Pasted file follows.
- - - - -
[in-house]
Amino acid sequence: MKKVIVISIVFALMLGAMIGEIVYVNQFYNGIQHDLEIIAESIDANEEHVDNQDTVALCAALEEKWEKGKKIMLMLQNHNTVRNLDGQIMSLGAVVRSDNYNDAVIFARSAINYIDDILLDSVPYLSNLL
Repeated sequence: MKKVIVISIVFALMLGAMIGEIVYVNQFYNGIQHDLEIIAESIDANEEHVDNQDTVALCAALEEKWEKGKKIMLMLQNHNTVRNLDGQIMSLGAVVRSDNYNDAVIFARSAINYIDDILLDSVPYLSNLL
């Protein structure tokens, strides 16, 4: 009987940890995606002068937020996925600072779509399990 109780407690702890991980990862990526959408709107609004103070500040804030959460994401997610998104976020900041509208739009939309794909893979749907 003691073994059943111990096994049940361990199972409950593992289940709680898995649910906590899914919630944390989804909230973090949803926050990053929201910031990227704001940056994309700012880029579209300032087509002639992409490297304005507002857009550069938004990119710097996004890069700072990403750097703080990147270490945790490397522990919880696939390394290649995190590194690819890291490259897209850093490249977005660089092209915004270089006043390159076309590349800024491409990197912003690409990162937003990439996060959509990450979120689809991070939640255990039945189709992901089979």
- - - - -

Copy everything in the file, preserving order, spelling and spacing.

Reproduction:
[in-house]
Amino acid sequence: MKKVIVISIVFALMLGAMIGEIVYVNQFYNGIQHDLEIIAESIDANEEHVDNQDTVALCAALEEKWEKGKKIMLMLQNHNTVRNLDGQIMSLGAVVRSDNYNDAVIFARSAINYIDDILLDSVPYLSNLL
Repeated sequence: MKKVIVISIVFALMLGAMIGEIVYVNQFYNGIQHDLEIIAESIDANEEHVDNQDTVALCAALEEKWEKGKKIMLMLQNHNTVRNLDGQIMSLGAVVRSDNYNDAVIFARSAINYIDDILLDSVPYLSNLL
């Protein structure tokens, strides 16, 4: 009987940890995606002068937020996925600072779509399990 109780407690702890991980990862990526959408709107609004103070500040804030959460994401997610998104976020900041509208739009939309794909893979749907 003691073994059943111990096994049940361990199972409950593992289940709680898995649910906590899914919630944390989804909230973090949803926050990053929201910031990227704001940056994309700012880029579209300032087509002639992409490297304005507002857009550069938004990119710097996004890069700072990403750097703080990147270490945790490397522990919880696939390394290649995190590194690819890291490259897209850093490249977005660089092209915004270089006043390159076309590349800024491409990197912003690409990162937003990439996060959509990450979120689809991070939640255990039945189709992901089979």